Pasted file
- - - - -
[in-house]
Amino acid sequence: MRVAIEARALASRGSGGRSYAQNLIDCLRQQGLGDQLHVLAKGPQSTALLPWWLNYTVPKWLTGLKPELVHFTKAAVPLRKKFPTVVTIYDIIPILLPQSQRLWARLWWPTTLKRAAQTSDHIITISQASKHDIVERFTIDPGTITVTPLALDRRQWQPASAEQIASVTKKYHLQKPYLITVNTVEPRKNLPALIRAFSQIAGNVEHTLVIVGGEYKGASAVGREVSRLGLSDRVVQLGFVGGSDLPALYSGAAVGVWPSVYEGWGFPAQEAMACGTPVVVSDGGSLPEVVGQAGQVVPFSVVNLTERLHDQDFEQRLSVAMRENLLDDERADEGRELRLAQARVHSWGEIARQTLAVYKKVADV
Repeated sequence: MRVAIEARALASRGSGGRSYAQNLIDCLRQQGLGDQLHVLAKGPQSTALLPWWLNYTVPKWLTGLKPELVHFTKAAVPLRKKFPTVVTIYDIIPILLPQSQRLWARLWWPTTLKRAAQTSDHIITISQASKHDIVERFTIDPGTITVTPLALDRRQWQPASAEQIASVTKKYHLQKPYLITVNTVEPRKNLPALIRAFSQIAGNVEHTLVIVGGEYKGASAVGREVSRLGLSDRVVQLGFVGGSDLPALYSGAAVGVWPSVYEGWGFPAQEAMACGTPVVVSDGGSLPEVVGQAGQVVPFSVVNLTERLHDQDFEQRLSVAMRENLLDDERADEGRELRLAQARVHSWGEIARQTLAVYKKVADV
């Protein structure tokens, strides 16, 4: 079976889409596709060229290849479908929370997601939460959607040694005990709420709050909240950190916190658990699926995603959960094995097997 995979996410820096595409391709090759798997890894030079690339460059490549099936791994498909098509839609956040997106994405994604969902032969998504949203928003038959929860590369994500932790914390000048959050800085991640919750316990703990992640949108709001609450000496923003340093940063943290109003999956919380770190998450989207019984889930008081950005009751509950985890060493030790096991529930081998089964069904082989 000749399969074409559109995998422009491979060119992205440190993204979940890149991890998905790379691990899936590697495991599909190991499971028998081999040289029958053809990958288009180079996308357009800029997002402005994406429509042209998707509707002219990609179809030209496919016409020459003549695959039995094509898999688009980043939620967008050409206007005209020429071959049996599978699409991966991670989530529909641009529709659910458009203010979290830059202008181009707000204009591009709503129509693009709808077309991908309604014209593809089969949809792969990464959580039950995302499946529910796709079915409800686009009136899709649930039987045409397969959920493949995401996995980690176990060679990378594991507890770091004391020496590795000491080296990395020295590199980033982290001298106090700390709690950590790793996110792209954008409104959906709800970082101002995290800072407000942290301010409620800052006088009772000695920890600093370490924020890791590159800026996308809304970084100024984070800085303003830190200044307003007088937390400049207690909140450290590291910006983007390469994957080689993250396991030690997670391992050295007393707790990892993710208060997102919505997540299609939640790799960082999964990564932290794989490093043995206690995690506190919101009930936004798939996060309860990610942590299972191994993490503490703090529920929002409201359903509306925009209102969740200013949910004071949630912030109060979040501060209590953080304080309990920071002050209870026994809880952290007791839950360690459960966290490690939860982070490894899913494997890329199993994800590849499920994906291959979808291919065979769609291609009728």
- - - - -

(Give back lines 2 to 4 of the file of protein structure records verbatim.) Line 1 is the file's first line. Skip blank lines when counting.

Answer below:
Amino acid sequence: MRVAIEARALASRGSGGRSYAQNLIDCLRQQGLGDQLHVLAKGPQSTALLPWWLNYTVPKWLTGLKPELVHFTKAAVPLRKKFPTVVTIYDIIPILLPQSQRLWARLWWPTTLKRAAQTSDHIITISQASKHDIVERFTIDPGTITVTPLALDRRQWQPASAEQIASVTKKYHLQKPYLITVNTVEPRKNLPALIRAFSQIAGNVEHTLVIVGGEYKGASAVGREVSRLGLSDRVVQLGFVGGSDLPALYSGAAVGVWPSVYEGWGFPAQEAMACGTPVVVSDGGSLPEVVGQAGQVVPFSVVNLTERLHDQDFEQRLSVAMRENLLDDERADEGRELRLAQARVHSWGEIARQTLAVYKKVADV
Repeated sequence: MRVAIEARALASRGSGGRSYAQNLIDCLRQQGLGDQLHVLAKGPQSTALLPWWLNYTVPKWLTGLKPELVHFTKAAVPLRKKFPTVVTIYDIIPILLPQSQRLWARLWWPTTLKRAAQTSDHIITISQASKHDIVERFTIDPGTITVTPLALDRRQWQPASAEQIASVTKKYHLQKPYLITVNTVEPRKNLPALIRAFSQIAGNVEHTLVIVGGEYKGASAVGREVSRLGLSDRVVQLGFVGGSDLPALYSGAAVGVWPSVYEGWGFPAQEAMACGTPVVVSDGGSLPEVVGQAGQVVPFSVVNLTERLHDQDFEQRLSVAMRENLLDDERADEGRELRLAQARVHSWGEIARQTLAVYKKVADV
């Protein structure tokens, strides 16, 4: 079976889409596709060229290849479908929370997601939460959607040694005990709420709050909240950190916190658990699926995603959960094995097997 995979996410820096595409391709090759798997890894030079690339460059490549099936791994498909098509839609956040997106994405994604969902032969998504949203928003038959929860590369994500932790914390000048959050800085991640919750316990703990992640949108709001609450000496923003340093940063943290109003999956919380770190998450989207019984889930008081950005009751509950985890060493030790096991529930081998089964069904082989 000749399969074409559109995998422009491979060119992205440190993204979940890149991890998905790379691990899936590697495991599909190991499971028998081999040289029958053809990958288009180079996308357009800029997002402005994406429509042209998707509707002219990609179809030209496919016409020459003549695959039995094509898999688009980043939620967008050409206007005209020429071959049996599978699409991966991670989530529909641009529709659910458009203010979290830059202008181009707000204009591009709503129509693009709808077309991908309604014209593809089969949809792969990464959580039950995302499946529910796709079915409800686009009136899709649930039987045409397969959920493949995401996995980690176990060679990378594991507890770091004391020496590795000491080296990395020295590199980033982290001298106090700390709690950590790793996110792209954008409104959906709800970082101002995290800072407000942290301010409620800052006088009772000695920890600093370490924020890791590159800026996308809304970084100024984070800085303003830190200044307003007088937390400049207690909140450290590291910006983007390469994957080689993250396991030690997670391992050295007393707790990892993710208060997102919505997540299609939640790799960082999964990564932290794989490093043995206690995690506190919101009930936004798939996060309860990610942590299972191994993490503490703090529920929002409201359903509306925009209102969740200013949910004071949630912030109060979040501060209590953080304080309990920071002050209870026994809880952290007791839950360690459960966290490690939860982070490894899913494997890329199993994800590849499920994906291959979808291919065979769609291609009728």